|Posted by Central and East European Coalition on October 10, 2014 at 1:50 PM|
Halfway through the visit to the United States, Lithuanian Prime Minister Algirdas Butkevičius had a meeting with Congressman Adam Schiff, as well as business and trade associations.
The PM pointed out the importance of the United States as Lithuania's strategic partner, and invited any investments in the country. He shared the anxieties generated by the geopolitical situation in the region and stressed the importance of opening of the American market for Lithuanian pork and beef, the prime minister's press service said.
"US are a strategic partner of Lithuania. Our two countries share common values, security guarantees and economic interests. I am happy that globally known American companies operate in Lithuania, but it is notable, however, that the full potential has not as yet been exhausted. We are interested in cooperation in information technology and life sciences. We also invite American businesses to use our country as the springboard for trade with Eastern European countries, as Lithuania has a well-developed road infrastructure and the ice-free seaport, as well as highly-skilled professionals," said Butkevičius.
The PM noted that in the context of the Russian embargo, the good news coming from the US Food Safety and Inspection Service (FSIS) in terms of its confirmation about Lithuania's compliance with US requirements is more than welcome by the Lithuanian sectors of agriculture and logistics. The prime minister said he was convinced about the successful outcome of the necessary procedures required for the adoption of the regulation by the US administration enabling the listing of Lithuania in the US Federal Register of countries authorized to bring in meat products to the US, as well as the public debate on the issue, thus providing a possibility to open up new markets.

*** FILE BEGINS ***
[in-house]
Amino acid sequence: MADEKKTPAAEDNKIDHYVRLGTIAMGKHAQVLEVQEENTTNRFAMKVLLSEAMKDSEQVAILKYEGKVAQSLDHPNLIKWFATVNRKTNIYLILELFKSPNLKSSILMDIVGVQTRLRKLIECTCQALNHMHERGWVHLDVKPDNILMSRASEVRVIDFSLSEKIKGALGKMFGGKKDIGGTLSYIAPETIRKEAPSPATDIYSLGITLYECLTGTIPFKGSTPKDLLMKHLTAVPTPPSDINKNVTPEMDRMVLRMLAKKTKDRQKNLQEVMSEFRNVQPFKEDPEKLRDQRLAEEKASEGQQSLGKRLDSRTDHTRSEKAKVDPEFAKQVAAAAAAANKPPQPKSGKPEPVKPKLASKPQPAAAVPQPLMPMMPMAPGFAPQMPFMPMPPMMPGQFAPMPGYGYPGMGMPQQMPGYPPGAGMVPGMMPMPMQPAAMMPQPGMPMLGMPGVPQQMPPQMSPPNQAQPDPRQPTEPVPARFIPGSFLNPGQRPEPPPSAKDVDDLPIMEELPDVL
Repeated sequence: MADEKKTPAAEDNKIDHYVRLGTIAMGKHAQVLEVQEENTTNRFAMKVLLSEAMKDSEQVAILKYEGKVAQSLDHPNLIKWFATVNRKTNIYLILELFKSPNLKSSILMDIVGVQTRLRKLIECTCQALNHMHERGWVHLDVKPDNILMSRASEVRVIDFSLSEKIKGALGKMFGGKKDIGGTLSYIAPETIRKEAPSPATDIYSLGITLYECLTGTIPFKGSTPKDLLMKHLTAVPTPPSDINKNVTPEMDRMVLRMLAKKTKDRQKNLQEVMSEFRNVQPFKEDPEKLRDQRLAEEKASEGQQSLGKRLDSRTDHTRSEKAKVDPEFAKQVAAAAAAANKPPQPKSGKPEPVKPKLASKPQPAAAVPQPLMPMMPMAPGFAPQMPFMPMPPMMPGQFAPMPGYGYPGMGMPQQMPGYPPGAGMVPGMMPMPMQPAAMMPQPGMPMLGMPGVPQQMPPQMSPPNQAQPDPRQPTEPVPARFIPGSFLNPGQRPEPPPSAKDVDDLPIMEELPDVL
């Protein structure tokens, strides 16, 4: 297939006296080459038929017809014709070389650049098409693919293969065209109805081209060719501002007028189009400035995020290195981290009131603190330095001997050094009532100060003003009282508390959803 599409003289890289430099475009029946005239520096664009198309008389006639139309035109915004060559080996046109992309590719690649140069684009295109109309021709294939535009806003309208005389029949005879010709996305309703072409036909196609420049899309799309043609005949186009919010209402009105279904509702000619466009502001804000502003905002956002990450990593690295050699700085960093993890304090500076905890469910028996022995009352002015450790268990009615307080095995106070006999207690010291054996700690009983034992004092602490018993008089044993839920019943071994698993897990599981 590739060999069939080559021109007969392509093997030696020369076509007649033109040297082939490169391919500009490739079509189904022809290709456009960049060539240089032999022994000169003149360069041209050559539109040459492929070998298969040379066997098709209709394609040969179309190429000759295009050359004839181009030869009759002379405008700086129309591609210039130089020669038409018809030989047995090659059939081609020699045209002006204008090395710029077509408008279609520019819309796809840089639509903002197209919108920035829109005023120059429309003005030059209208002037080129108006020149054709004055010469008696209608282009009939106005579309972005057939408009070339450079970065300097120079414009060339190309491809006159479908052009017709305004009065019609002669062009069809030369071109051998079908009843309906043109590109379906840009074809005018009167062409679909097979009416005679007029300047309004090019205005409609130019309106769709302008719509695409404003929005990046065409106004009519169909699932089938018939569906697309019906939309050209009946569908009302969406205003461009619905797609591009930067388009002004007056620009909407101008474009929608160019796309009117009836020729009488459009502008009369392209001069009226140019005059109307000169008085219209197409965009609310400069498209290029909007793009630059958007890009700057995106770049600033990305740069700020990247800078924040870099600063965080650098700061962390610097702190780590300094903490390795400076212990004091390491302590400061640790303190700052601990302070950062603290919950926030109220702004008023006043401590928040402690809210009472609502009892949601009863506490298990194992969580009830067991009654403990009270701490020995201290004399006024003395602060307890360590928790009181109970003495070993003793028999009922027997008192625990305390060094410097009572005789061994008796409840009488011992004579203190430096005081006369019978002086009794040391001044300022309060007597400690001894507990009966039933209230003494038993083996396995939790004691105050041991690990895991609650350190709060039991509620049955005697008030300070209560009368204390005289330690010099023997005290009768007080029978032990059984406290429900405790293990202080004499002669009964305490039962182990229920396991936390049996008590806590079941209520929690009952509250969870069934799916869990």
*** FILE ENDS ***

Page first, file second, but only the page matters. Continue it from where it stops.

Congressman Adam Schiff noted that his country saw Lithuania not only as a strategic political partner, but also as a reliable country for the development of bilateral business interests.
Among other items discussed was the Transatlantic Trade and Investment Partnership Agreement, Lithuania's accession to the Economic Cooperation and Development organisation, euro introduction and the current geopolitical situation.